We arrived in El Salvador after a surprisingly easy journey on what they call ‘chicken buses’ from Leon. The reason they are called ‘chicken buses’ is quite literal… You’re packed in like chickens and very often have live chickens being transported in the seat next to you!
We had arranged to stay with an old uni friend of Dre’s who has been living in El Salvador for the past 6 years having married a Salvadorian. In the interest of time as well as there not being many points of interest in Honduras, we simply drove right through the country to get to the capital of El Salvador, San Salvador….confusing I know!
San Salvador doesn’t really offer much for your average traveler, but we had a lovely time catching up with Lena and her new family, husband Gustavo and adorable 4 month old baby Matias.
The city itself feels very American with wide highways and large shopping malls filled with a growing middle class, striving to live the American dream of fast food and excessive consumption.
El Salvador has the largest proportion of it’s population falling with in the ‘middle class’ bracket in all of Central America. I think this is mainly down to the fact that many Salvadorians live and work outside of the country (usually illegally and in the U.S), sending 1st world wages to a second world economy.
This type of income accounts for a staggering 20% of GDP! With such a large number of the working population abroad, often leaving poor families behind, it is easy to understand why gangs are such an issue here; the kids are left with extended relatives, often substituting the security usually received from the parents by that of the gangs and their leaders.
Within this context, we decided to give the baby some culture by taking him to the Museo de Arte El Salvador.
The last painting of a map of San Salvador, really struck a chord with me, since it depicted the area we were staying in as Disney land…and I can see why. Home to the upper class society this place feels more like LA, with large mansions and apartment blocks employing thousands of ‘locals’ as cleaners, nannies, chefs and armies of security guards.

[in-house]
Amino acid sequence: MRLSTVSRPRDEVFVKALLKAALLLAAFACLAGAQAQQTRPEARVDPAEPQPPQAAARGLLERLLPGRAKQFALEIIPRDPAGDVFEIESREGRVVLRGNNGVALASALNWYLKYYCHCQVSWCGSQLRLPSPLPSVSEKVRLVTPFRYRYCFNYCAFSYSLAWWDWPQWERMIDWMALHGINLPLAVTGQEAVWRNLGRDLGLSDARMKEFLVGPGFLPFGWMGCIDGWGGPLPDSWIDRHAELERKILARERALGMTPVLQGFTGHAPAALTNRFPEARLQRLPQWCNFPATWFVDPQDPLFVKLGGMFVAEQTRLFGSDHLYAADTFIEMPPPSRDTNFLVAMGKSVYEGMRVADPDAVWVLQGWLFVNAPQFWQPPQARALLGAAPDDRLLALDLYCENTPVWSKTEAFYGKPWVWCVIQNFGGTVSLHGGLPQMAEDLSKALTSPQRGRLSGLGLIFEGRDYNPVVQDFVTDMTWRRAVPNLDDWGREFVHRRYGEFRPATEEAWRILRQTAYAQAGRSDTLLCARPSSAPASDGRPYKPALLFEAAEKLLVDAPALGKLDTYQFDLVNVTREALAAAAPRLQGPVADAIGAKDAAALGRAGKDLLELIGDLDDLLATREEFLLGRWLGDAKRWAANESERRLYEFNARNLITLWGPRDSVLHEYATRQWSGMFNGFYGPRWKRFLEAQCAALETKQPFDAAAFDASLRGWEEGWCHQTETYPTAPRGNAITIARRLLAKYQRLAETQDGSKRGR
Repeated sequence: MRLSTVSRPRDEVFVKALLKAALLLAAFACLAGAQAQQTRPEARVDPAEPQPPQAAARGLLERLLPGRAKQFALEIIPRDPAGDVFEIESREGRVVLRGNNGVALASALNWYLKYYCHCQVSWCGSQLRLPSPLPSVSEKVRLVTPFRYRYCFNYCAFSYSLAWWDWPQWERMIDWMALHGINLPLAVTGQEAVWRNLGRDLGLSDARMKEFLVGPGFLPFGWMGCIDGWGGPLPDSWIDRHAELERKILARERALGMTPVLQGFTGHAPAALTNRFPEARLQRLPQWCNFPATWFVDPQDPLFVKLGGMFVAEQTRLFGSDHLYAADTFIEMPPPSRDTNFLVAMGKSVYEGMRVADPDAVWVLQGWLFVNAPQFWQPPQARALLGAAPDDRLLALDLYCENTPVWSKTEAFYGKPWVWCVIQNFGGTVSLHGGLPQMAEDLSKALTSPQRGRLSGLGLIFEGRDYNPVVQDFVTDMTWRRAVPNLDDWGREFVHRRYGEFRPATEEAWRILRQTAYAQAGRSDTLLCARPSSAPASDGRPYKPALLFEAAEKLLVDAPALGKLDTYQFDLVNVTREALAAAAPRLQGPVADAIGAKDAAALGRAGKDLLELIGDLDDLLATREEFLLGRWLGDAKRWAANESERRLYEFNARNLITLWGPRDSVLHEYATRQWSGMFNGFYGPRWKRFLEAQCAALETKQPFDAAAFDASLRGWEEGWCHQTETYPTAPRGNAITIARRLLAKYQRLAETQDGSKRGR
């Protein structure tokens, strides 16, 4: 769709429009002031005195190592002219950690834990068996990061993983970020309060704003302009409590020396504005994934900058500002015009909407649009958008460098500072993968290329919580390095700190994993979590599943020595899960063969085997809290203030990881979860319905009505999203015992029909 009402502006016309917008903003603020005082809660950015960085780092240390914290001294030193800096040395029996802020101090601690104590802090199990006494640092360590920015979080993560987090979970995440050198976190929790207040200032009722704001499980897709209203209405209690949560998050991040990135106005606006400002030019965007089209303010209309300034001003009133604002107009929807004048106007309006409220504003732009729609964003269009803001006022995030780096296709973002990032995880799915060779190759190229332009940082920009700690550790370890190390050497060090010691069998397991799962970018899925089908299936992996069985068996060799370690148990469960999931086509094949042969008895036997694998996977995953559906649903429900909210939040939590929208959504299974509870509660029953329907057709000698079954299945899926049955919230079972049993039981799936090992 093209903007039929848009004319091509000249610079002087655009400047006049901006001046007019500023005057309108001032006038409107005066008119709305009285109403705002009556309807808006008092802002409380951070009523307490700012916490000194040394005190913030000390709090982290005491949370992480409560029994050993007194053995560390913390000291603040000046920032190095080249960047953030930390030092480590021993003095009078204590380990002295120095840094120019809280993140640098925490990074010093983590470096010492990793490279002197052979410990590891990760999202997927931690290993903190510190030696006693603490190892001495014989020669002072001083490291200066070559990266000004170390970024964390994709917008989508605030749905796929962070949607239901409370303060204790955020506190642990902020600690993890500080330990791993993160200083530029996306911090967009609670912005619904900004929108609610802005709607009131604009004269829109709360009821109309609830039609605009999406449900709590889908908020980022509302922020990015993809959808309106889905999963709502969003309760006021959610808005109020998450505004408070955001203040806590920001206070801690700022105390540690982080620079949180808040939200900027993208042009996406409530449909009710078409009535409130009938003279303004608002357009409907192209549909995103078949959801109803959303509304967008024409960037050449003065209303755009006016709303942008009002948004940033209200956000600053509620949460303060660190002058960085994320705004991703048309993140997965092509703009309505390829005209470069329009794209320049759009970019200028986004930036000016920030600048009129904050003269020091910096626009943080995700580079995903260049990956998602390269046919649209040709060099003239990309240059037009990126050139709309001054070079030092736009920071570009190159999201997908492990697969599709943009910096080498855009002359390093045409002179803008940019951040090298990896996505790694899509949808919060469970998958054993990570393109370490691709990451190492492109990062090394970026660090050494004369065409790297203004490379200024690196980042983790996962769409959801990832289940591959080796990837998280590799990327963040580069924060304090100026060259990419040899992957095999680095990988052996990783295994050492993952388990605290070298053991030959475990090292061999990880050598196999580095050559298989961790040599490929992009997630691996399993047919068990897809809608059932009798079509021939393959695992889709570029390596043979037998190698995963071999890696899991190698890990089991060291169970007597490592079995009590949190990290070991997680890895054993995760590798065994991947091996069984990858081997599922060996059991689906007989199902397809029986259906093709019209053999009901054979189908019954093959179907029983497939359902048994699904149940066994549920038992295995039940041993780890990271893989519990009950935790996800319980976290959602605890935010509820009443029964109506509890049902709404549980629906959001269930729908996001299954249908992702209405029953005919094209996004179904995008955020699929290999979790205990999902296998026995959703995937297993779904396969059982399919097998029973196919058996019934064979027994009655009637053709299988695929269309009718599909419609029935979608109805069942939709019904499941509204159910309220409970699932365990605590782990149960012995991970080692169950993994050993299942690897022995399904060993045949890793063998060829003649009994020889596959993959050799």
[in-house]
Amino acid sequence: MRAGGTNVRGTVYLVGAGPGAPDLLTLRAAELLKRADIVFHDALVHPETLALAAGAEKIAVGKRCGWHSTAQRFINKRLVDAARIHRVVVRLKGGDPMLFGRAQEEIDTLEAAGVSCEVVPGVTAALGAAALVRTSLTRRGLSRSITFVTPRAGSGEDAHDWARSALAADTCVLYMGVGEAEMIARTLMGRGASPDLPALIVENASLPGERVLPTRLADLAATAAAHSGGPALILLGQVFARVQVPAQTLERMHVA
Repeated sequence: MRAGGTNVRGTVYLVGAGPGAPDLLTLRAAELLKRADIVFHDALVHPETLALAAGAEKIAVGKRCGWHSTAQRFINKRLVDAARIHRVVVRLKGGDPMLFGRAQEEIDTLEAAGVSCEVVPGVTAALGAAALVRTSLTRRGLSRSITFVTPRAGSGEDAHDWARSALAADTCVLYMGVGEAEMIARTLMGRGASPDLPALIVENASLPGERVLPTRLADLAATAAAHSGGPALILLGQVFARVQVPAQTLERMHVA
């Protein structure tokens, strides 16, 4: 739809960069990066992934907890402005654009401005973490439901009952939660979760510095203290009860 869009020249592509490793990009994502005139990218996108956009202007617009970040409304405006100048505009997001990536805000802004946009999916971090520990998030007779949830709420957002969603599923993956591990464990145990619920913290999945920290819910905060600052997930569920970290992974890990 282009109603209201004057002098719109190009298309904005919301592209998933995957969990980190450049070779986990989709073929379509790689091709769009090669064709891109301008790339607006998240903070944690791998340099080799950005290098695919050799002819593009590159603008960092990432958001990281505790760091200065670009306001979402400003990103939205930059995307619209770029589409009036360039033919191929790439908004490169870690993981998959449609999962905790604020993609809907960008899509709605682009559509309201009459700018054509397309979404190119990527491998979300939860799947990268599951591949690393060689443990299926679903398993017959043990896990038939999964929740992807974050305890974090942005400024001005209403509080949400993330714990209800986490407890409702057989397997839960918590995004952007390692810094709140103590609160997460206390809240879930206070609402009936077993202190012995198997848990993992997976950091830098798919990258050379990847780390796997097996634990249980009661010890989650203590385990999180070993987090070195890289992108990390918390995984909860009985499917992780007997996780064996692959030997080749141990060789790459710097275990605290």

Although there is a large middle class by Central American standards, there is still a large disparity between the classes, with the ‘locals’ as they are referred to, earning a meagre $150 a month. To put this into perspective, an educated international working for one of the big 5 firms here can command a 6 figure salary; firmly putting them in the super wealthy bracket.
Before you all go looking for work here, security fears really do put ‘a bit of a downer’ on things. Gangs are clearly perceived to be a problem with most people living in fear of muggings and ‘express kidnapping’; often living within the confinements of their gated communities or secure shopping malls.
To be honest I didn’t really feel in danger at all here; with security clearly being a huge and lucrative sector, I am starting to think that it may all simply be scare tactics employed by, of course, the U.S security firms that dominate the market. Interestingly I learnt that a lot of the gangs were actually trained in the U.S by the C.I.A as ‘death squads’, illegally deployed in Mexico for the benefit of (as per usual) ‘U.S National security’.
To be honest I am getting a little board of repeating the same thing regarding the U.S foreign policy in this region, particularly during the Ronald Reagan era so I am not going to spend too much time going into the civil war here that ended in 1992 killing over 70.000 people…hopefully you all get the general idea…
…U.S squash any form of left wing ideas perceived to be in their ‘back yard’ by what ever means possible, playing their hand in any civil war, resulting in the death of hundreds of thousands with U.S interests being victorious, irrespective of the outcome!
The one thing I will mention is a unique series of events surrounding the murder of 6 Jesuit priests and the rape of 4 American nuns at a nearby university.
These murders, which were committed by the Salvadorian army (funded by the Regan administration) were an attempt to frame the guerrillas (or revolutionaries, depending on what way you look at it), to turn public opinion against them. Ironically it all back fired with the C.I.A involvement in the mission being exposed. Although there has been a huge cover up effort and many of the criminals in question still at large, it at least saw an end to the war and the beginning of the peace process here.
There is a really graphic museum in the grounds of the U.C.A university where the murders took place. Not for the faint hearted, it provides detailed forensic report of the murders with horrible photos of the crime scene!
On a more lighter note we did manage to get out of the city for a lovely afternoon driving along a beautiful mountain route known as the Routa del Flores. Unlike the name suggests, this route climbs through the key coffee producing region with not a single flower to be seen! It doesn’t however take in some delightful towns along the way…
The highlight of us was a charming little colonial town called Ataco which seemed to have murals depicting traditional indigenous life on every wall.
Its also the place where I found my new favourite breakfast…there version of eggs benedict!